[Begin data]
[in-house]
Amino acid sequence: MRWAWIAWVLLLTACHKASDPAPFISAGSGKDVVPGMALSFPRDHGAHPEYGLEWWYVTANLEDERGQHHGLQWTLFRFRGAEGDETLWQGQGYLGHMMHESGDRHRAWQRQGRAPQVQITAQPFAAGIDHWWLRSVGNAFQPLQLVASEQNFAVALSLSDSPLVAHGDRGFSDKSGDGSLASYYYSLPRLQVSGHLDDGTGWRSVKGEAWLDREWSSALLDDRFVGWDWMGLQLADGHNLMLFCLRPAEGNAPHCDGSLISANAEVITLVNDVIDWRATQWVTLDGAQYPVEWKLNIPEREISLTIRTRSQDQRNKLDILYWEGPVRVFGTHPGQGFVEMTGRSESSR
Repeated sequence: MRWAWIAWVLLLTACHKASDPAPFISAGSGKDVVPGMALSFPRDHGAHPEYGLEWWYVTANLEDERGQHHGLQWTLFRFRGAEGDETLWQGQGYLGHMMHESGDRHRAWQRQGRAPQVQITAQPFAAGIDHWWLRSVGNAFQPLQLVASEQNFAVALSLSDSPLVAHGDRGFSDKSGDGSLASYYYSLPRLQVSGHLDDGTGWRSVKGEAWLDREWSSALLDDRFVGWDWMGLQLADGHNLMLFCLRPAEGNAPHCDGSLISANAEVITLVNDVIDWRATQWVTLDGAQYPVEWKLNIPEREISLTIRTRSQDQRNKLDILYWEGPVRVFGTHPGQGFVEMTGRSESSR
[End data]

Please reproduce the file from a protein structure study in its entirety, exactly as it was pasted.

[in-house]
Amino acid sequence: MRWAWIAWVLLLTACHKASDPAPFISAGSGKDVVPGMALSFPRDHGAHPEYGLEWWYVTANLEDERGQHHGLQWTLFRFRGAEGDETLWQGQGYLGHMMHESGDRHRAWQRQGRAPQVQITAQPFAAGIDHWWLRSVGNAFQPLQLVASEQNFAVALSLSDSPLVAHGDRGFSDKSGDGSLASYYYSLPRLQVSGHLDDGTGWRSVKGEAWLDREWSSALLDDRFVGWDWMGLQLADGHNLMLFCLRPAEGNAPHCDGSLISANAEVITLVNDVIDWRATQWVTLDGAQYPVEWKLNIPEREISLTIRTRSQDQRNKLDILYWEGPVRVFGTHPGQGFVEMTGRSESSR
Repeated sequence: MRWAWIAWVLLLTACHKASDPAPFISAGSGKDVVPGMALSFPRDHGAHPEYGLEWWYVTANLEDERGQHHGLQWTLFRFRGAEGDETLWQGQGYLGHMMHESGDRHRAWQRQGRAPQVQITAQPFAAGIDHWWLRSVGNAFQPLQLVASEQNFAVALSLSDSPLVAHGDRGFSDKSGDGSLASYYYSLPRLQVSGHLDDGTGWRSVKGEAWLDREWSSALLDDRFVGWDWMGLQLADGHNLMLFCLRPAEGNAPHCDGSLISANAEVITLVNDVIDWRATQWVTLDGAQYPVEWKLNIPEREISLTIRTRSQDQRNKLDILYWEGPVRVFGTHPGQGFVEMTGRSESSR